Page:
It is written in quatrains, or heroick stanzas of four lines; a measure which he had learned from the Gone dibert of Davenant, and which he then thought the most majestick that the English language afforis. Of this stanza he mentions the incumbrances, increased as they were by the exactness which the age required. It was, throughout his life, very much his custom to recommend his works by representation of the difficulties that he had encountered, without appearing to have sufficiently considered, that where there is no difficulty there is no praise.
There seems to be, in the conduct of Sir Robert Howard and Dryden towarris each other, something that is not now easily to be explained. Dryden, in his dedication to the Earl of Orrery, had defended dramatick rhyine ; and Howard, in the preface to a collection of plays, had censured his opinion. Dryden vindicated himself in his Dialogue on Dramatick Poetry; Howard, in his preface to The Duke of Lerma, animadverted on the vindication ; and Dryden, in a preface to The Indian Emperor, replied to the Animadversions with great asperity, and almost with contumely. The dedication to this play is dated the year in which the rinnus Mirabilis was published. Here appears a strange inconsistency; but Langbaine affords some help, by relating that the answer to Howard was not published in the first edition of the play, but was added when it was afterwards reprinted; and as The Duke of Lerma did not appear till 1668, the same year in which the dialogue was published, there was time enough for enmity to grow up between authors, who, writing both for the theatre, were naturally rivals.
He was now so much distinguished, that in 1668 he succeeded Sir William Davenant as poet-laureat. The salary of the laureat had been raised in favour of Jonson, by Charles the First, from an hundred marks to one hundred pounds a year, and a tierce of wine; a revenue in those days not inadequate to the conveniencies of life.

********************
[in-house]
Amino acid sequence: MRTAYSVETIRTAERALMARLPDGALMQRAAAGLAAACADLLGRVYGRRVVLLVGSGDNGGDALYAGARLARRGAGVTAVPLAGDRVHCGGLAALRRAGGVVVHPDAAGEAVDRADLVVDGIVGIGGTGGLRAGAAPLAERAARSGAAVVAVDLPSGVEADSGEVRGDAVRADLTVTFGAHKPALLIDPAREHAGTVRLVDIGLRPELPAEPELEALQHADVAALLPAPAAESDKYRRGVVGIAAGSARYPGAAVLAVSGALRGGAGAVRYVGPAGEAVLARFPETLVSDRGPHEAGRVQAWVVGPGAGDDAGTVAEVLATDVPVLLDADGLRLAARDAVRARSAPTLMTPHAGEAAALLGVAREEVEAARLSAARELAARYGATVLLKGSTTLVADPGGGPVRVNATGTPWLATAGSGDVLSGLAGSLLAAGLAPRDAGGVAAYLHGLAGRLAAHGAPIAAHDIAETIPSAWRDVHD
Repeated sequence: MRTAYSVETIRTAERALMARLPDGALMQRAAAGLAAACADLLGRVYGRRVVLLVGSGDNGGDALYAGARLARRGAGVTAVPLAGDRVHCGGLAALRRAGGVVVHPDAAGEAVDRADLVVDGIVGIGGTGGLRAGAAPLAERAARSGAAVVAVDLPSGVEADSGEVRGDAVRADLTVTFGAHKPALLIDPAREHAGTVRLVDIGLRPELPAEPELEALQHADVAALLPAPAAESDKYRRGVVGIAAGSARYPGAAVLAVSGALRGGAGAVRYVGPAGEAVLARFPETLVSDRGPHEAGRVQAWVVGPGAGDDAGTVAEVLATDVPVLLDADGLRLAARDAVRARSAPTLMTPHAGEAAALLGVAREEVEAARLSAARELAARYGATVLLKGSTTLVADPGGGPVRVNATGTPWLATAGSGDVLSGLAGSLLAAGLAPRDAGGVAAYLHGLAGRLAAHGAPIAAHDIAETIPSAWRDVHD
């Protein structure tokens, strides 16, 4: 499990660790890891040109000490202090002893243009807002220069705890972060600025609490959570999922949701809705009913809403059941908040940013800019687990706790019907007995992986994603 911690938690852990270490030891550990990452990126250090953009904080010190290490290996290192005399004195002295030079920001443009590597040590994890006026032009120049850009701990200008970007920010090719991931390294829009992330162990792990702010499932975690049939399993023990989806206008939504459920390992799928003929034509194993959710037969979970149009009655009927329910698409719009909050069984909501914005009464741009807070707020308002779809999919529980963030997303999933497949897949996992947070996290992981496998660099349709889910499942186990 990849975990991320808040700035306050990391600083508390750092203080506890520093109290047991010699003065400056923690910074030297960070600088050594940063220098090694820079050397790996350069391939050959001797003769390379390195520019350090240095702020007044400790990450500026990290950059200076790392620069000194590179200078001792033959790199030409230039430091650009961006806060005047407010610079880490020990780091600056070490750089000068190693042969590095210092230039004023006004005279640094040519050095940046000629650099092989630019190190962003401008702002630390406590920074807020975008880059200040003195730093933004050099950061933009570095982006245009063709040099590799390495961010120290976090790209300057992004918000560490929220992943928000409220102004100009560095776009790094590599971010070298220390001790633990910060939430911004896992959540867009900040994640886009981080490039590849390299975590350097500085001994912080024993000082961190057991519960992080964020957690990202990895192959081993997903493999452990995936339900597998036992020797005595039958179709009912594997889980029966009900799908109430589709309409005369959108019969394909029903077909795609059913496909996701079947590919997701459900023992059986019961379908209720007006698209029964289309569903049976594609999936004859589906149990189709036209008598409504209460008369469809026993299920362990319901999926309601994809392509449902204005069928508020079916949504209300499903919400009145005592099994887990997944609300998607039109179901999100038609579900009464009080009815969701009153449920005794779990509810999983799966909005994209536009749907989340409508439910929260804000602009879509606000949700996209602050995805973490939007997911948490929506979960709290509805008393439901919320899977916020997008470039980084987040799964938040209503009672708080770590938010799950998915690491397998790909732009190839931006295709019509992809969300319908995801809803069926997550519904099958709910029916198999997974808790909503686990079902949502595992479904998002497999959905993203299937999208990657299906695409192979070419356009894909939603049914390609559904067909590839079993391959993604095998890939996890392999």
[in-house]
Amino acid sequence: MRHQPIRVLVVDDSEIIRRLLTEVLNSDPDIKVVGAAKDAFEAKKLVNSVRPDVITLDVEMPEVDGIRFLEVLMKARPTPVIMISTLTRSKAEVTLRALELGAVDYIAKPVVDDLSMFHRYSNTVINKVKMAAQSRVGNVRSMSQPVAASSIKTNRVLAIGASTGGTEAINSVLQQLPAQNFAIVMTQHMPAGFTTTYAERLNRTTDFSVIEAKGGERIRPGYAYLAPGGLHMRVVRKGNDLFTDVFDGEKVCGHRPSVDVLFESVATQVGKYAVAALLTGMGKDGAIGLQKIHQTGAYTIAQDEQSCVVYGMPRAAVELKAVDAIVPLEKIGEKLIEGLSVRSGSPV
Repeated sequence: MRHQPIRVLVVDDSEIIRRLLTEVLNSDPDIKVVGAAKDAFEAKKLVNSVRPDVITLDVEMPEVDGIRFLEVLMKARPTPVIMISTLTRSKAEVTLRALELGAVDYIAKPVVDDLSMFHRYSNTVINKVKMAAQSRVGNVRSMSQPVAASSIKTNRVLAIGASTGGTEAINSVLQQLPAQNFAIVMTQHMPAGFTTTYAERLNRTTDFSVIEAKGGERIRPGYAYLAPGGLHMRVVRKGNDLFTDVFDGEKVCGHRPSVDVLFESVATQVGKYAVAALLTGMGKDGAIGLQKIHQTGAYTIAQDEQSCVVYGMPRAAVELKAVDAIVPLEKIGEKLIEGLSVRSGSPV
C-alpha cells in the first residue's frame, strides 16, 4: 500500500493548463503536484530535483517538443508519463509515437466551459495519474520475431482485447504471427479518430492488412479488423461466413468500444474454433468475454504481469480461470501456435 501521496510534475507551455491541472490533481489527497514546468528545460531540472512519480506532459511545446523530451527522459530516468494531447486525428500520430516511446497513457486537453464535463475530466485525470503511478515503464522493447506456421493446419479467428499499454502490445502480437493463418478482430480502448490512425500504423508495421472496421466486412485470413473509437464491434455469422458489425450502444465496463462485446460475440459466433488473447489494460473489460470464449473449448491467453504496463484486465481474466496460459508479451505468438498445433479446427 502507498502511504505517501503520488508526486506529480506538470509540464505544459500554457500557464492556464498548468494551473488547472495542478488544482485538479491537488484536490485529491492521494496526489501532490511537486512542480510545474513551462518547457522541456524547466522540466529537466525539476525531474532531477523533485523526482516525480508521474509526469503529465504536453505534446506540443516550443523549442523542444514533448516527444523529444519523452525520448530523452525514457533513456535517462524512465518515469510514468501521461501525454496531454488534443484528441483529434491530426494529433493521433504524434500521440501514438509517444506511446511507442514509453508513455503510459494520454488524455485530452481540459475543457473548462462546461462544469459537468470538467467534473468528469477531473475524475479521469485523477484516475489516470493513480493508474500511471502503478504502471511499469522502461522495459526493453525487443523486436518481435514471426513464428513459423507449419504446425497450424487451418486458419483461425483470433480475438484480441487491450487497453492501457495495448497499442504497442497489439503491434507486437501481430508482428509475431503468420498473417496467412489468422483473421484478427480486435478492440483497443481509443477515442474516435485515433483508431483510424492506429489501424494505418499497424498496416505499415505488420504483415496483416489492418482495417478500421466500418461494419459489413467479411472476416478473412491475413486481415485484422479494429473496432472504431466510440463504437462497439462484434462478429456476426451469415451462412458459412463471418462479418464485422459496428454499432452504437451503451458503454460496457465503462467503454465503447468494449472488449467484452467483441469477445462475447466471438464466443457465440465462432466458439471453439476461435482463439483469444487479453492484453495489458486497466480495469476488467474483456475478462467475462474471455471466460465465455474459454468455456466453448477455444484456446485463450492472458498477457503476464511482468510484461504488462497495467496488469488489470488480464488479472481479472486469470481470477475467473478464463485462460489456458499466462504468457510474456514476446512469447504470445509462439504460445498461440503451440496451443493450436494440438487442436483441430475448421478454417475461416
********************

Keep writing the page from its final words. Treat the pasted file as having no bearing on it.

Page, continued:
The same year, he published his essay on Dramatick Poetry, an elegant and instructive dialogue, in which we are told, by Prior, that the principal character is meant to represent the Duke of Dorset. This work seems to have given Addison a model for his Dialogues
Secret Love, or the Maiden Queen, (1668), is a tragicomedy. In the preface he discusses a curious question, whether a poet can judge well of his own productions? and determines very justly, that, of the plan and disposition, and all that can be reduced to principles of science, the author may depend upon his own opinion ; but that, in those parts where fancy predominates, selflove may easily deceive. He might have observed, that what is good only because it pleases, cannot be pronounced good till it has been found to please.
Sir Martin Mar-all (1668) is a comedy, published without preface or dedication, and at first without the name of the author. Langbaine charges it, like most of the rest, with plagiarism; and observes, that the song is translated from Voiture, allowing however that both the sense and measure are exactly observed.
The Tempest (1670) is an alteration of Shakespeare's play, made by Dryden in conjunction with Davenant; « whom,” says he, “ I found of so quick a fancy, that
nothing was proposed to him in which he could not “suddenly produce a thought extremely pleasant and “surprising; and those first thoughts of his, contrary “ to the Latin proverb, were not always the least happy ; “and as his fancy was quick, so likewise were the pro“ ducts of it remote and new. He borrowed not of any “other; and his imaginations were such as could not easily enter into any other man."
The effect produced by the conjunction of these two powerful minds was, that to Shakespeare's monster, Caliban, is added a sister-monster, Sycorax; and a woman, who, in the original play, had never seen a man, is in this brought acquainted with a man that had never
seen a woman.
About this time, in 1673, Dryden seems to have had his quiet much disturbed by the success of The Empress of Morocco, a tragedy written in rhyme by Elkanah Settle; which was so much applauded, as to make him think his supremacy of reputation in some danger. Settle had not only been prosperous on the stage, but, in the confidence of success, had published his play, with sculptures and a preface of defiance. Here was one offence added to another; and, for the last blast of inflammation, it was acted at Whitehall by the court ladies.
Dryden could not now repress those cmotions, which he called indignation, and others jealousy; but wrote upon the play and the dedication such criticism as malignant impatience could pour out in laste.
Of Settle he gives this character: " He's an animal " of a most deplored understanding, without reading “and conversation. His being is in a twylight of sense, "and some glimmering of thought which he can never “ fashion into wit or English. His style is boisterous " and rough-hewn, his rhyme incorrigibly lewd, and “his numbers perpetually harsh and ill-sounding. The " little talent which he has, is fancy. He sometimes “ labours with a thought; but, with the pudder he “makes to bring it into the world, 'tis commonly still